[joo-uh l-ree, jool-ree]
- articles of gold, silver, precious stones, etc., for personal adornment.
- any ornaments for personal adornment, as necklaces or cuff links, including those of base metals, glass, plastic, or the like.
Also especially British, jew·el·ler·y.
Origin of jewelry
Dictionary.com Unabridged Based on the Random House Unabridged Dictionary, © Random House, Inc. 2018
Examples from the Web for jewellery
She will wear it; it will make her a little piece of jewellery.The Three Cities Trilogy, Complete
Carriages, jewellery, apartments, exactly as you parted with them.
What do I want with jewellery, or a fine house, and servants to follow me about as if I were a Cardinal?
It was rather high in the neck, and all the jewellery she wore was a single brooch.The White Lie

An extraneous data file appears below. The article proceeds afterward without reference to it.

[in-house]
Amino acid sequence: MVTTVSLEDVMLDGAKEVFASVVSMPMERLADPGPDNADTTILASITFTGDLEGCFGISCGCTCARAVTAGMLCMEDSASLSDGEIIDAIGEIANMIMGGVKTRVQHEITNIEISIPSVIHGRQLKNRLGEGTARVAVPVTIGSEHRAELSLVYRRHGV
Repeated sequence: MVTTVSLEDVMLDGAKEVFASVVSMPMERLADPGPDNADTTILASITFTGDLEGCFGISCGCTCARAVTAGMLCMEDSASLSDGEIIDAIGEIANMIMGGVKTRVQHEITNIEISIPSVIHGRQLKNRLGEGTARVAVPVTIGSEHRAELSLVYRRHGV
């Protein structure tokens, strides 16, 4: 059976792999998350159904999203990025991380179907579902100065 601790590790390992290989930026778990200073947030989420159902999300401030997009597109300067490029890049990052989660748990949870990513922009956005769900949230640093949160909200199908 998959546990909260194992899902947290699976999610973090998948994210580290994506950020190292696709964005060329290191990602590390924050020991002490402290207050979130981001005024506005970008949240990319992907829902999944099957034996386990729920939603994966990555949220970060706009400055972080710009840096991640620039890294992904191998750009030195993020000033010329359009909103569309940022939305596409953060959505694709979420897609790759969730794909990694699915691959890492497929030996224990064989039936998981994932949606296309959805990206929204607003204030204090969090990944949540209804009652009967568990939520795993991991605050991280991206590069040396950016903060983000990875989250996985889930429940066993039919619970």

William Le Queux
Besides, there were rings and things in the packet—his dead wife's jewellery.The Shrieking Pit
Arthur J. Rees
- objects that are worn for personal adornment, such as bracelets, rings, necklaces, etc, considered collectively
- the art or business of a jeweller
Collins English Dictionary - Complete & Unabridged 2012 Digital Edition © William Collins Sons & Co. Ltd. 1979, 1986 © HarperCollins Publishers 1998, 2000, 2003, 2005, 2006, 2007, 2009, 2012
Word Origin and History for jewellery
Online Etymology Dictionary, © 2010 Douglas Harper